For the last thirty years, Israel’s electronic music scene has operated in fits and starts. When India opened up their borders to Israeli passports in 1988, many youths who had finished their conscription services poured into the country and became entranced by Goa trance, bringing that rave aesthetic back home with them. But by 1997, police cracked down on bigger festivals, driving electronic music further underground. The last few years have seen an uptick in hotly tipped young Israeli producers such as Moscoman, Autarkic, Deep’a & Biri, and Red Axes (not to mention Moscoman’s always intriguing Disco Halal imprint). Of them all, Yotam Avni might be best positioned to crossover to larger festival crowds, as his resumé links him with the likes of Derrick May, Osunlade, and Terrence Parker.
Avni knows every side of the industry, beginning as a music journalist before moving to party promoter (AVADON) as well as his own club, Resek. Across a handful of singles, the Tel Aviv-based producer has mined the trenches between tech, tribal and deep house, his tracks popping up on both Ben Klock and Âme & Dixon’s Essential Mix. Following up on this summer’s “Monad XXII,” this four-track EP (also on the Berlin-based Stroboscopic Artefacts imprint) continues to push him towards a sound at that’s more assured, though he continues to take risks to varying degrees of success.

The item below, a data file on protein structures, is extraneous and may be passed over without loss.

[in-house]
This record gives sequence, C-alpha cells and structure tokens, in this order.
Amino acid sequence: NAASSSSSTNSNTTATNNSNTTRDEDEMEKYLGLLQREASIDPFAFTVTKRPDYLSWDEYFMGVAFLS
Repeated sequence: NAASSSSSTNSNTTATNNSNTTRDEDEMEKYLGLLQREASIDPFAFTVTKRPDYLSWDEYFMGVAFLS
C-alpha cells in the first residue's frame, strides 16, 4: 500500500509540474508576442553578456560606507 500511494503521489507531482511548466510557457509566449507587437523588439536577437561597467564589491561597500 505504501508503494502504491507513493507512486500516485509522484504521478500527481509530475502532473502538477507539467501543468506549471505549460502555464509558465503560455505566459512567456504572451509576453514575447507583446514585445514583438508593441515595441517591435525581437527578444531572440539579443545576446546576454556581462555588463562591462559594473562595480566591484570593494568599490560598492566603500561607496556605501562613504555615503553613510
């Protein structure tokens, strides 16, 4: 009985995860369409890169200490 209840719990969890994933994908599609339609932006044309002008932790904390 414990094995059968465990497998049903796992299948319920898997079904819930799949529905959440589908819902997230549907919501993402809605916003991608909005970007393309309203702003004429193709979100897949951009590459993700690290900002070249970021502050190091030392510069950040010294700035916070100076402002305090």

“Orma” strikes a plangent, ominous chord and quickening hi-hat pattern for the techno. Just when it seems like it might just plunge deeper into darkness, Avni introduces a saxophone skronk and lets it echo. Quick fillips of tom and an incessant beep are added, but despite the horn and the possibilities it suggests, the track never quite moves beyond its original components. “Shtok” features glimmering struck bell tones not unlike Pantha du Prince, which Avni then sullies with sweeps of white noise and a phantasmal wordless vocal, just balancing between beauty and menace.
“Even” mixes the EP’s stoutest beat with the most elegant filigree of strings –both plucked and bowed—and piano. For the title track, Avni builds a rhythm of rattling gourds and thumped wood, harkening back to his tribal house productions. Before it goes down that route though, a men’s chorus enters, making the “Tehillim” (or “psalms”) of the title a literal reference. The first few times through, the combination of choir and drums feels more like a throwback to Enigma. But Avni unleashes squalls of feedback and noise that give the track some grit, so that a mix of the ancient and futuristic also has a bit of the messy present in it.